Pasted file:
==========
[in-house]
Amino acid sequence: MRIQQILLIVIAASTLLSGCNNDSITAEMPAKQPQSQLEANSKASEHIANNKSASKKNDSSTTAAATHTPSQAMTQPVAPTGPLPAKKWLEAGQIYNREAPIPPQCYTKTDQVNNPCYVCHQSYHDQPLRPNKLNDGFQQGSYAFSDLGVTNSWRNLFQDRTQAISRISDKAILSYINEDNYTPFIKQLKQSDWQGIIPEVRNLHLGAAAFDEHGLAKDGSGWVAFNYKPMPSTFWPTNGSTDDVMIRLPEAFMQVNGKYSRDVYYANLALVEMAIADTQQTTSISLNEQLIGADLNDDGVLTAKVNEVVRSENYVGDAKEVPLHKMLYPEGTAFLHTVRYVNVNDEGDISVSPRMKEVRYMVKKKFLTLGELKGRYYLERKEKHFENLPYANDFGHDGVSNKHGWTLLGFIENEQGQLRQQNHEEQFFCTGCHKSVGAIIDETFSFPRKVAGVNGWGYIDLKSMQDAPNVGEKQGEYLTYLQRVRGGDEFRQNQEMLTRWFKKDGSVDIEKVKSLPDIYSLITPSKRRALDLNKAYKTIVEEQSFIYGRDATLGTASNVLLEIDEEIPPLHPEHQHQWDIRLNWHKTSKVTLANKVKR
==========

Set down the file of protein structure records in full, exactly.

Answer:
[in-house]
Amino acid sequence: MRIQQILLIVIAASTLLSGCNNDSITAEMPAKQPQSQLEANSKASEHIANNKSASKKNDSSTTAAATHTPSQAMTQPVAPTGPLPAKKWLEAGQIYNREAPIPPQCYTKTDQVNNPCYVCHQSYHDQPLRPNKLNDGFQQGSYAFSDLGVTNSWRNLFQDRTQAISRISDKAILSYINEDNYTPFIKQLKQSDWQGIIPEVRNLHLGAAAFDEHGLAKDGSGWVAFNYKPMPSTFWPTNGSTDDVMIRLPEAFMQVNGKYSRDVYYANLALVEMAIADTQQTTSISLNEQLIGADLNDDGVLTAKVNEVVRSENYVGDAKEVPLHKMLYPEGTAFLHTVRYVNVNDEGDISVSPRMKEVRYMVKKKFLTLGELKGRYYLERKEKHFENLPYANDFGHDGVSNKHGWTLLGFIENEQGQLRQQNHEEQFFCTGCHKSVGAIIDETFSFPRKVAGVNGWGYIDLKSMQDAPNVGEKQGEYLTYLQRVRGGDEFRQNQEMLTRWFKKDGSVDIEKVKSLPDIYSLITPSKRRALDLNKAYKTIVEEQSFIYGRDATLGTASNVLLEIDEEIPPLHPEHQHQWDIRLNWHKTSKVTLANKVKR